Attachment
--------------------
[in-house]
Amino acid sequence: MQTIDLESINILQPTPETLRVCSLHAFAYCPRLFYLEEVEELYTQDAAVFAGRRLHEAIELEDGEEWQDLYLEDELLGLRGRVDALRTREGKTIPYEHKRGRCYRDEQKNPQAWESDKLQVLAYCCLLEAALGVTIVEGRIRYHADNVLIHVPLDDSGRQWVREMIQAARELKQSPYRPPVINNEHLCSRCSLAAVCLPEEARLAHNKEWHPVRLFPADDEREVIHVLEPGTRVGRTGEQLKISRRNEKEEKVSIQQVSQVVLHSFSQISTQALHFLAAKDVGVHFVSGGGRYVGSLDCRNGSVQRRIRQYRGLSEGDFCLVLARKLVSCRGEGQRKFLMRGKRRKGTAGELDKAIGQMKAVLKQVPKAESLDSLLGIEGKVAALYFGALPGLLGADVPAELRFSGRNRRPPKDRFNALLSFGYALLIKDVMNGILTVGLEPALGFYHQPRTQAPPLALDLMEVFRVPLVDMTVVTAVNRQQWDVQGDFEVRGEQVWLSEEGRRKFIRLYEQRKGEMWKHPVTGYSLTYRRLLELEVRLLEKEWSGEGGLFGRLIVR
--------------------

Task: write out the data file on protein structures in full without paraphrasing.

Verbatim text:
[in-house]
Amino acid sequence: MQTIDLESINILQPTPETLRVCSLHAFAYCPRLFYLEEVEELYTQDAAVFAGRRLHEAIELEDGEEWQDLYLEDELLGLRGRVDALRTREGKTIPYEHKRGRCYRDEQKNPQAWESDKLQVLAYCCLLEAALGVTIVEGRIRYHADNVLIHVPLDDSGRQWVREMIQAARELKQSPYRPPVINNEHLCSRCSLAAVCLPEEARLAHNKEWHPVRLFPADDEREVIHVLEPGTRVGRTGEQLKISRRNEKEEKVSIQQVSQVVLHSFSQISTQALHFLAAKDVGVHFVSGGGRYVGSLDCRNGSVQRRIRQYRGLSEGDFCLVLARKLVSCRGEGQRKFLMRGKRRKGTAGELDKAIGQMKAVLKQVPKAESLDSLLGIEGKVAALYFGALPGLLGADVPAELRFSGRNRRPPKDRFNALLSFGYALLIKDVMNGILTVGLEPALGFYHQPRTQAPPLALDLMEVFRVPLVDMTVVTAVNRQQWDVQGDFEVRGEQVWLSEEGRRKFIRLYEQRKGEMWKHPVTGYSLTYRRLLELEVRLLEKEWSGEGGLFGRLIVR